David Robertson has emerged as both the Yankees’ top setup man and one of the best non-closing relievers in baseball these last three years, and 12 months from now he will become a free agent. That non-closing part figures to change in 2013 with Mariano Rivera headed off to retirement. With the obvious caveat that New York could go off and sign an established closer, Robertson is the obvious candidate to take over the ninth inning.
Matt Swartz’s model projects Robertson to earn a healthy $5.5M next season, which is pretty close to top of the market dollars for a setup reliever. The pay scale for closers is considerably different though. Saves pay a ton even though they’re far from the best way to evaluate performance. Even through free agency, guys with lots of saves tend to get more than a comparable reliever who never held a ninth inning job. It’s not exactly fair or wise, but that’s the reality of baseball’s salary structure.
Despite payroll being slashed in the name of not paying the luxury tax, the Yankees still employ their silly and outdated “no extensions” policy. Even if payroll wasn’t coming down, it’s still a bad idea to have this umbrella policy that prevents the team from signing players at below-market rates early in their career. To their credit, the Yankees broke their policy to sign Robinson Cano way back when and they were willing to do the same to re-sign Russell Martin two years ago, but those are the only exceptions to date. Robertson should be the third.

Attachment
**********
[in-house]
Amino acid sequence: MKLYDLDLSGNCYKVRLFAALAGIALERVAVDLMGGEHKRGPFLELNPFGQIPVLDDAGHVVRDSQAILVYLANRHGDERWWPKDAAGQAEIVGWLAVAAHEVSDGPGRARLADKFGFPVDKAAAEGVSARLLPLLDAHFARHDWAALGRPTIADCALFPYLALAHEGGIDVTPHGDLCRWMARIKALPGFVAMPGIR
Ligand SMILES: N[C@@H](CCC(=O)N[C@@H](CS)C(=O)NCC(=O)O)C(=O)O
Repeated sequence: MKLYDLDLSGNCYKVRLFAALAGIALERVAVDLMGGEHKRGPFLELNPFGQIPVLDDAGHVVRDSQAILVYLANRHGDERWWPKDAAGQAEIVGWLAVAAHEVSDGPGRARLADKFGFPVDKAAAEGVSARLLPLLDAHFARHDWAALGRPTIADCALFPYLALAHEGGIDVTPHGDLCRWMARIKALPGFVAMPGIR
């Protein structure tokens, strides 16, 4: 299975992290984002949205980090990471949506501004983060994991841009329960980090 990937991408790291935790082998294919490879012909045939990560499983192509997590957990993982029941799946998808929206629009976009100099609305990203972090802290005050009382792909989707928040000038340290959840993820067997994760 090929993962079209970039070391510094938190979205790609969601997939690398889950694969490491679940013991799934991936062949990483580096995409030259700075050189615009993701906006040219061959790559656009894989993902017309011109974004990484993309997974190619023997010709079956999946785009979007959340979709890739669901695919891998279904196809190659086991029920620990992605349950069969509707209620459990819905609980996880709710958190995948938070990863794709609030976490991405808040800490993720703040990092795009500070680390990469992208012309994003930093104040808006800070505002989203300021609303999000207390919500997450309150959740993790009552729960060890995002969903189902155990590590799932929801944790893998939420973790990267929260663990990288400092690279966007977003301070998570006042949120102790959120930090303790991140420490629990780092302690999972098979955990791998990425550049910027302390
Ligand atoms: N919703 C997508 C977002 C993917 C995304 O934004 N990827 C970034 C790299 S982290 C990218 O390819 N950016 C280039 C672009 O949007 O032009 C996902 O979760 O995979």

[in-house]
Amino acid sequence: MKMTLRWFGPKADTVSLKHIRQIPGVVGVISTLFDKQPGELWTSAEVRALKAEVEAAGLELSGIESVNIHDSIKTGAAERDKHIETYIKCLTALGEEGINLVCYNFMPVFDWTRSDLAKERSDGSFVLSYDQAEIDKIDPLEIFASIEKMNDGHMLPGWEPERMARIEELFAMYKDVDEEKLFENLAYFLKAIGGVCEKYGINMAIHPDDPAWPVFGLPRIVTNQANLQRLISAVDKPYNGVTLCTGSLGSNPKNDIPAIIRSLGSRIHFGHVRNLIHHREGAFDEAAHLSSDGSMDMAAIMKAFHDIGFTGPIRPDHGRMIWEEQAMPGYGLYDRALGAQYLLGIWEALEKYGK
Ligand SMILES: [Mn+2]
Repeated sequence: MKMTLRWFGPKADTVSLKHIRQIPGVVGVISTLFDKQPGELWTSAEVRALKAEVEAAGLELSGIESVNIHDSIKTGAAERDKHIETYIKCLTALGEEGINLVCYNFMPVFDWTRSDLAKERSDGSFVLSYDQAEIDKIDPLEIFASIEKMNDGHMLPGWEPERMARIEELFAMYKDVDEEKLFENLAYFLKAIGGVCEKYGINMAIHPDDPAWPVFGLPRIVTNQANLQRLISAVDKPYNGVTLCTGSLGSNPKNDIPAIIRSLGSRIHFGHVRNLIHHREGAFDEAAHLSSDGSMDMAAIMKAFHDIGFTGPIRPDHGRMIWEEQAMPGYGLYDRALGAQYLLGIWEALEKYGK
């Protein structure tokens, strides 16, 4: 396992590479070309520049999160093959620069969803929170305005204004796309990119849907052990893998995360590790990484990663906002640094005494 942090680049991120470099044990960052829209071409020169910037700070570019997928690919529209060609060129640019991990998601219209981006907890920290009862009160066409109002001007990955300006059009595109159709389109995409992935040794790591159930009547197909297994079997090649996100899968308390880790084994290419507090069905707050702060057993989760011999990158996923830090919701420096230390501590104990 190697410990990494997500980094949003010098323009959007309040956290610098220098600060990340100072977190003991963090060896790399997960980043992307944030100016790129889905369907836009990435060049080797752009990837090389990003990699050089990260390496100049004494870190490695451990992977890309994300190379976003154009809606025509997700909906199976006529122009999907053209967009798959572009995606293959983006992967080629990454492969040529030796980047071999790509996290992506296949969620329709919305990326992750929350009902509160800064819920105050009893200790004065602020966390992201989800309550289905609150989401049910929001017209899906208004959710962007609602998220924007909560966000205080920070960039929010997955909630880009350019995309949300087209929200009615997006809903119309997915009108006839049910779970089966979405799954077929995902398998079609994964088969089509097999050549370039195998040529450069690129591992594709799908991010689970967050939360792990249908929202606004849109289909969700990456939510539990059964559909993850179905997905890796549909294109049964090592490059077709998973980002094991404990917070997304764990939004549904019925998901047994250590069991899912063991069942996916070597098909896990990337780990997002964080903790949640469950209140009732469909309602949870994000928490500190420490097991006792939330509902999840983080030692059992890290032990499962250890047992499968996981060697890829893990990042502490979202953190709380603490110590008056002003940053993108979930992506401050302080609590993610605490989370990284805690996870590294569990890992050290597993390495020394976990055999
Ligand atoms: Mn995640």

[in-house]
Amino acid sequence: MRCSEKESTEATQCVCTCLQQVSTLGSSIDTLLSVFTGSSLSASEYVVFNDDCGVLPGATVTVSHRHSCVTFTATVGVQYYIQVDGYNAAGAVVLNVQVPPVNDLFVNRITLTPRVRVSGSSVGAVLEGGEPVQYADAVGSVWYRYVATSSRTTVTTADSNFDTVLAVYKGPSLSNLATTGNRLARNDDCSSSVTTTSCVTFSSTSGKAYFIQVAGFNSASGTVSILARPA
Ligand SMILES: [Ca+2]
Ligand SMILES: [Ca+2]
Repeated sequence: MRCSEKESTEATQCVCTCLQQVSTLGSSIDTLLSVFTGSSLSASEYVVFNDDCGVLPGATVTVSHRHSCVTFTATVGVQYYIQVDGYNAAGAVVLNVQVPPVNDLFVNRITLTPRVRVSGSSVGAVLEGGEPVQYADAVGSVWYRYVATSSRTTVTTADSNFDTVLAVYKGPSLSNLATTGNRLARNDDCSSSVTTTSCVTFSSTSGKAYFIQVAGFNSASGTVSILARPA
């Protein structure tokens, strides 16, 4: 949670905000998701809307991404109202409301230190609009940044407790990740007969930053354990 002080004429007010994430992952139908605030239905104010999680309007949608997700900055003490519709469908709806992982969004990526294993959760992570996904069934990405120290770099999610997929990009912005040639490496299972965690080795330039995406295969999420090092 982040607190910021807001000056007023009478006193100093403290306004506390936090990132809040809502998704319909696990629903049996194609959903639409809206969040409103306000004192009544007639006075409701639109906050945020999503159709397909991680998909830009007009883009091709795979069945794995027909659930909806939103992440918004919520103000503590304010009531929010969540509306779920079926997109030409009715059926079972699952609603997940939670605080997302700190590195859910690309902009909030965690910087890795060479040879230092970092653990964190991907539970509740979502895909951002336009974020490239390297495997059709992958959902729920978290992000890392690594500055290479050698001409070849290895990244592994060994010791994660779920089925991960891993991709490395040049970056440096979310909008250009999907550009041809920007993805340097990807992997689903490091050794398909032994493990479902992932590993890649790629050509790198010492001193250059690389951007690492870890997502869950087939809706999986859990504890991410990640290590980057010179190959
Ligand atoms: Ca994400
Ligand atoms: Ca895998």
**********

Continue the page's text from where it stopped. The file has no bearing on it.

The idea is simple: sign Robertson to a setup man contract now before he racks up a bunch of saves next summer and earns a closer contract next winter. We’re not talking about saving a little bit of cash here. The difference between a great free agent setup man and even a slightly above-average free agent closer is still a couple million bucks in average annual value. The Yankees want to keep payroll under the luxury tax threshold and signing Robertson now would help accomplish that while keeping an elite arm in the bullpen.